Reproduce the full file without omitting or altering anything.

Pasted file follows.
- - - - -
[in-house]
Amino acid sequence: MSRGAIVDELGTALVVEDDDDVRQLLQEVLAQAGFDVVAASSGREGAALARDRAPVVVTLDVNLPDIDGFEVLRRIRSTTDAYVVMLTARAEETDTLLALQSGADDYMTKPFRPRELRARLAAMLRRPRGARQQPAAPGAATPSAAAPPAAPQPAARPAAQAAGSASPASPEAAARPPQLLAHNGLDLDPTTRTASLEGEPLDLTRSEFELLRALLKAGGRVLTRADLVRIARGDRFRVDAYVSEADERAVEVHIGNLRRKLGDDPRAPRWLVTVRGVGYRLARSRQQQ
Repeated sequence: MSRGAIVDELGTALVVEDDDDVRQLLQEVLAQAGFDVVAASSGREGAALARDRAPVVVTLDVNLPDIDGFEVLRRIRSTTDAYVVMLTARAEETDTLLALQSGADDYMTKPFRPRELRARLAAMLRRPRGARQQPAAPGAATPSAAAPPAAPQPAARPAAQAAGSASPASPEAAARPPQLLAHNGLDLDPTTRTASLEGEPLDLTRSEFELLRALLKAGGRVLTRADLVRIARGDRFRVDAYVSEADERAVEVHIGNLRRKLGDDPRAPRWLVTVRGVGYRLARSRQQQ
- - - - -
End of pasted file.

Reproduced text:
[in-house]
Amino acid sequence: MSRGAIVDELGTALVVEDDDDVRQLLQEVLAQAGFDVVAASSGREGAALARDRAPVVVTLDVNLPDIDGFEVLRRIRSTTDAYVVMLTARAEETDTLLALQSGADDYMTKPFRPRELRARLAAMLRRPRGARQQPAAPGAATPSAAAPPAAPQPAARPAAQAAGSASPASPEAAARPPQLLAHNGLDLDPTTRTASLEGEPLDLTRSEFELLRALLKAGGRVLTRADLVRIARGDRFRVDAYVSEADERAVEVHIGNLRRKLGDDPRAPRWLVTVRGVGYRLARSRQQQ
Repeated sequence: MSRGAIVDELGTALVVEDDDDVRQLLQEVLAQAGFDVVAASSGREGAALARDRAPVVVTLDVNLPDIDGFEVLRRIRSTTDAYVVMLTARAEETDTLLALQSGADDYMTKPFRPRELRARLAAMLRRPRGARQQPAAPGAATPSAAAPPAAPQPAARPAAQAAGSASPASPEAAARPPQLLAHNGLDLDPTTRTASLEGEPLDLTRSEFELLRALLKAGGRVLTRADLVRIARGDRFRVDAYVSEADERAVEVHIGNLRRKLGDDPRAPRWLVTVRGVGYRLARSRQQQ